Time’s up in Hollywood.
The #MeToo movement has ignited and is sparking new allegations of sexual misconduct by male celebrities on an ongoing basis. From Hollywood elites such as, Harvey Weinstein, Kevin Spacey, Bill Cosby and James Franco, who were exposed for sexual harassment and assault, a new light is shining and uncovering the years of silence clouded over the rich and famous.
One of the newest allegations in the movement is against Canadian filmmaker, Paul Haggis. He is under fire for accusations of sexual assault by multiple women, including rape. The London native is a proud Fanshawe alumni, but recently students have been questioning the giant poster of Haggis in the M Building. Many are saying that he does not represent an ethical image of Fanshawe College.
While Fanshawe has released a statement condemning Haggis’ actions, the #MeToo movement is about a changing society. Fanshawe’s Sexual Violence Prevention Advisor, Leah Marshall, says that change starts with the bystanders, “a part of changing that culture is acknowledging that we sometimes know these people in our lives are friends, peers, classmates that have perpetrated this type of violence or someone’s that’s attended the school that’s an alumni.”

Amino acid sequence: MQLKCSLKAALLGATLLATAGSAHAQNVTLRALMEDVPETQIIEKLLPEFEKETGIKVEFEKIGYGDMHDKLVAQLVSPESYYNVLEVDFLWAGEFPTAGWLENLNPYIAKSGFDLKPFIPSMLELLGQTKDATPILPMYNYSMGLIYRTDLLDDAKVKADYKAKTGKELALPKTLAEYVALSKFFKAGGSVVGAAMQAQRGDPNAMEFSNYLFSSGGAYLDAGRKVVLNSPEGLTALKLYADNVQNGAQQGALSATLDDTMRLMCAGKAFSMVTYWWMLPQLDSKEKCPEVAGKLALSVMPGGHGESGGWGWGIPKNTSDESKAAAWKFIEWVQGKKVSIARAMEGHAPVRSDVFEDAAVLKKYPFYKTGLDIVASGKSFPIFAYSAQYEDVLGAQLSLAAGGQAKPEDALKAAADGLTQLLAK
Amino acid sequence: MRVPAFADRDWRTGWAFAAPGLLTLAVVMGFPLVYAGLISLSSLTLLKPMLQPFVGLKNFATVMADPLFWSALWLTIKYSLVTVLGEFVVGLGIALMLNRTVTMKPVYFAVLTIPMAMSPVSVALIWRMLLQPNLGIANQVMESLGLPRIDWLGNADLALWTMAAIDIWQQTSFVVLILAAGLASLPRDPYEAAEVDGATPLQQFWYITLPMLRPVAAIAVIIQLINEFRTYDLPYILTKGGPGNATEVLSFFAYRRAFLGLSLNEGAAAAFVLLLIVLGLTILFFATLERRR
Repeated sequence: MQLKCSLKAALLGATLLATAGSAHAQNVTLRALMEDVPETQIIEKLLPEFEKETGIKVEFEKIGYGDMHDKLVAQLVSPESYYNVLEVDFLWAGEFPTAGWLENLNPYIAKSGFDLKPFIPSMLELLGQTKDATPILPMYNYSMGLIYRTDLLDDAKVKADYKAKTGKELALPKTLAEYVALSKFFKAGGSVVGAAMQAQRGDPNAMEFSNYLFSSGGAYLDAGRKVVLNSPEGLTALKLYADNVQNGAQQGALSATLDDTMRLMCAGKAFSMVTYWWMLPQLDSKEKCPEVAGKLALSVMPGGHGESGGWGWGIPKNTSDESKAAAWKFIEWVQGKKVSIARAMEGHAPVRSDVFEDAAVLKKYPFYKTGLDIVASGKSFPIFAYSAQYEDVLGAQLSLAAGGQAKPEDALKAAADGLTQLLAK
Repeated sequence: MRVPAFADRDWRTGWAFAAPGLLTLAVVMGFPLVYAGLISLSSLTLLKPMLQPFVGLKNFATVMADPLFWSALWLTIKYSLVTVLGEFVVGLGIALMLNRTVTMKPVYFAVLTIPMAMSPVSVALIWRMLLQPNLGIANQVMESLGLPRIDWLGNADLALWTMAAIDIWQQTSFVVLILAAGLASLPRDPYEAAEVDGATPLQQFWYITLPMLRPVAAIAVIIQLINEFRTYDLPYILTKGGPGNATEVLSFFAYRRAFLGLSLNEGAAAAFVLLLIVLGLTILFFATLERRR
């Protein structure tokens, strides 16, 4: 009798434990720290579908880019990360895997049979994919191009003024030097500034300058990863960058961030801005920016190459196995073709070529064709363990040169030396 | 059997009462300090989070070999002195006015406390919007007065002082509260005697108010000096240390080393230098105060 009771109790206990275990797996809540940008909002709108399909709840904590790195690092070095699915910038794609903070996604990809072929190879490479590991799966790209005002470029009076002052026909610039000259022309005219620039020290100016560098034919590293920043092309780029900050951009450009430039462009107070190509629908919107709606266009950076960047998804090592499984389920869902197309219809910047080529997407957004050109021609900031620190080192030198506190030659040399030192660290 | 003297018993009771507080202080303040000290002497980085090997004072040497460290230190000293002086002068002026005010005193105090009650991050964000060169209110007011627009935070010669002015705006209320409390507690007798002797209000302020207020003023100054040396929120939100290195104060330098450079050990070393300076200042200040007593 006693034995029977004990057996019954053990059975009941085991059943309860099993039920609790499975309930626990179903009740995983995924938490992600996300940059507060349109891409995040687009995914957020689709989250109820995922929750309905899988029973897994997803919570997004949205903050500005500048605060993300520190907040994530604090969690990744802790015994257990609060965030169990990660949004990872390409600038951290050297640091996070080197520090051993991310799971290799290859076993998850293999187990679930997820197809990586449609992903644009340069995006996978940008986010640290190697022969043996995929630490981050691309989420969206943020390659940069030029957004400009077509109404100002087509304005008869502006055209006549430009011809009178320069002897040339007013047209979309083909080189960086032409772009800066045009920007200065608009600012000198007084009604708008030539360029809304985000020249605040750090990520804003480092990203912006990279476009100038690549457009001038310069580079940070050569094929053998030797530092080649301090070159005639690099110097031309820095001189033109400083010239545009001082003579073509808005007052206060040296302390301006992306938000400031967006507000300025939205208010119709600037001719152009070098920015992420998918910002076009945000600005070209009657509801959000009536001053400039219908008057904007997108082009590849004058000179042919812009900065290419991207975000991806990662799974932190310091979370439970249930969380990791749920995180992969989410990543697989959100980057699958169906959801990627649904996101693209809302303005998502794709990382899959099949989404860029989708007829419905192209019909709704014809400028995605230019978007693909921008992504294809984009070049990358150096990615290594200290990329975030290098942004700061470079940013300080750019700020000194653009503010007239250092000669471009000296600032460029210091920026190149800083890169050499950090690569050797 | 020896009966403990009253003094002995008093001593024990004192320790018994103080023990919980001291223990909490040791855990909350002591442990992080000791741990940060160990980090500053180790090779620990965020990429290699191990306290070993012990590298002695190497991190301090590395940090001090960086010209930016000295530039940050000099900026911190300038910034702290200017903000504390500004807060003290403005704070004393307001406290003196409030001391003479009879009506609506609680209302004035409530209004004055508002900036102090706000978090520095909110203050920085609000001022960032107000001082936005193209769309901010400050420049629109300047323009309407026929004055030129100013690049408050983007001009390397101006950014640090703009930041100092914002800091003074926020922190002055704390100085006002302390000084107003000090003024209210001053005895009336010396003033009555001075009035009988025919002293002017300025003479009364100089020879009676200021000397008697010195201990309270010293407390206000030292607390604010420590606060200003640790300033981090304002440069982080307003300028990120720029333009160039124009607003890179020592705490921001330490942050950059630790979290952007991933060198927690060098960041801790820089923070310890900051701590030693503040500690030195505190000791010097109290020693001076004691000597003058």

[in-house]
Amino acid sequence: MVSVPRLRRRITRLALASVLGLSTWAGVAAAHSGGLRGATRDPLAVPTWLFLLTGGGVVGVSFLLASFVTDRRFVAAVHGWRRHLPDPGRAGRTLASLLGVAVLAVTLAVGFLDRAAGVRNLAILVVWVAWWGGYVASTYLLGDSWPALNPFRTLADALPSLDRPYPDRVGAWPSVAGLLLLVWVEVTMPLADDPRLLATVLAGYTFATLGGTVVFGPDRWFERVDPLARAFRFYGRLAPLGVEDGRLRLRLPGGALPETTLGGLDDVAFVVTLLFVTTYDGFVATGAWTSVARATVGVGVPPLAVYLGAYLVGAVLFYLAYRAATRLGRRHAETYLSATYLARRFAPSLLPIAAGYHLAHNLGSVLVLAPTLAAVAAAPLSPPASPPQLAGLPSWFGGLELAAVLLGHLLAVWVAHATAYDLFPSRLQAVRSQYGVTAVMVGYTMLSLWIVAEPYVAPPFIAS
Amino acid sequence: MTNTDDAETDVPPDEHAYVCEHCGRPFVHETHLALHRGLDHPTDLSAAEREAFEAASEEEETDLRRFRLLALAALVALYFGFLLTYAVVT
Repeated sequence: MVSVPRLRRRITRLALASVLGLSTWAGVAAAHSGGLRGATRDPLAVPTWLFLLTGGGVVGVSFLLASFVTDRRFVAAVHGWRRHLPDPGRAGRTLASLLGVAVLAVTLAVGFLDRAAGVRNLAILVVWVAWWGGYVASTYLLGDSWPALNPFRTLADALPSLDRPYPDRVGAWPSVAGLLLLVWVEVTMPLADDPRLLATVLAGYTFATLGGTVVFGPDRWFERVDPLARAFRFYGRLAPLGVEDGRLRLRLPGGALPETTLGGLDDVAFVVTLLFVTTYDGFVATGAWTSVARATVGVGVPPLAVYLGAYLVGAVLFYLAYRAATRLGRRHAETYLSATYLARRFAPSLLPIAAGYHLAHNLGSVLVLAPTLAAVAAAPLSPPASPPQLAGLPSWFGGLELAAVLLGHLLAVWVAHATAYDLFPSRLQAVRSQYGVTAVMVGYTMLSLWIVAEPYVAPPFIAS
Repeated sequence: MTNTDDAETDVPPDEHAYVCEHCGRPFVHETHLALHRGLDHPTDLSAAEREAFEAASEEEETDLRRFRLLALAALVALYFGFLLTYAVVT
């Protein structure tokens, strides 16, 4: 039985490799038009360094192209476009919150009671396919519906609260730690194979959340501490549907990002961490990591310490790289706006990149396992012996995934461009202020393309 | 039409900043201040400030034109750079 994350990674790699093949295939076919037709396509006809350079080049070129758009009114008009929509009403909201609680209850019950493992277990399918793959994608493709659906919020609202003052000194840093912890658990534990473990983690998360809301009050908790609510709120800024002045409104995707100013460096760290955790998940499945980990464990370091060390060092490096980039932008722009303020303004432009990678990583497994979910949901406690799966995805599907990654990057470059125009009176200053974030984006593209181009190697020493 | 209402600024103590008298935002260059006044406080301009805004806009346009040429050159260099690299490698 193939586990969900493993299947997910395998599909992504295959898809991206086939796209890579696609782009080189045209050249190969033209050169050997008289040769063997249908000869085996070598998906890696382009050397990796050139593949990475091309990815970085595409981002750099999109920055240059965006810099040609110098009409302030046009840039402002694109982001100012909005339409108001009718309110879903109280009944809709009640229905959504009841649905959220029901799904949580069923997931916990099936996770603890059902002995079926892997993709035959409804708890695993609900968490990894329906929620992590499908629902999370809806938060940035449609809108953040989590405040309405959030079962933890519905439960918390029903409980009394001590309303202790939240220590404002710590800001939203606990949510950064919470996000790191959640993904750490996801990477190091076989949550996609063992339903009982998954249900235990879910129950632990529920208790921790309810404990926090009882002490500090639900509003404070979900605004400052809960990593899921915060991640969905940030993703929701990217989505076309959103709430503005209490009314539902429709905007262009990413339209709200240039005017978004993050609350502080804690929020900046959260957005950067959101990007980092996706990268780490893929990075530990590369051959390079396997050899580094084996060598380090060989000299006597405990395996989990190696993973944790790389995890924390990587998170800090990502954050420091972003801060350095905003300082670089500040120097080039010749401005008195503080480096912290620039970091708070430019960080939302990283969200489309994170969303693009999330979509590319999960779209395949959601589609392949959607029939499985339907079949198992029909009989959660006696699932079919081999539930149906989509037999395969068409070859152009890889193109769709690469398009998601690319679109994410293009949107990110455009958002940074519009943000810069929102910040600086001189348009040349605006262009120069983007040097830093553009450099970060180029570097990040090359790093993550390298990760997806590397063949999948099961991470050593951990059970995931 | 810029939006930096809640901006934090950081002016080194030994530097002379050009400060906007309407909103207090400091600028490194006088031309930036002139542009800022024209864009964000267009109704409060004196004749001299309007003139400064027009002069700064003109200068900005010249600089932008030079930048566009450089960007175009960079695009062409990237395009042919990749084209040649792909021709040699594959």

Sexual harassment and assault is an all too real reality for students. It’s a violation that can take years to process and to heal from. It’s a story that many people are sharing online to create a dialogue, but for some students, seeing these posts can be triggering.
“At the end of the day, looking after yourself, your wellness and your safety are the most important things and you need to engage with that in the way that feels best for you,” Marshall says. “For some people, it is posting Me Too and sharing their story and having that voice and having it recognized. For others, it may not feel safe to put their story online still, it might not feel safe to identify as a survivor and that’s ok too.”
The #MeToo movement is providing an outlet to express past traumas and to hold people accountable. Although, it is important to remember that the survivors of sexual assault have to live with the memory forever, so we may never hear or expose every celebrity who has assaulted someone.
“I think it’s important for students to know that it’s your story. You decide when you tell it, who you tell it to, how much you share or if you even tell it at all and I think that’s something that we need to be respectful of every survivor that it is their story,” Marshall says.
Resources for victims of sexual assault:
519-452-4465 Sexual Violence Prevention Advisor
519-452-4430 Campus Security Services
519-642-3000 Anova, Support and Information Helpline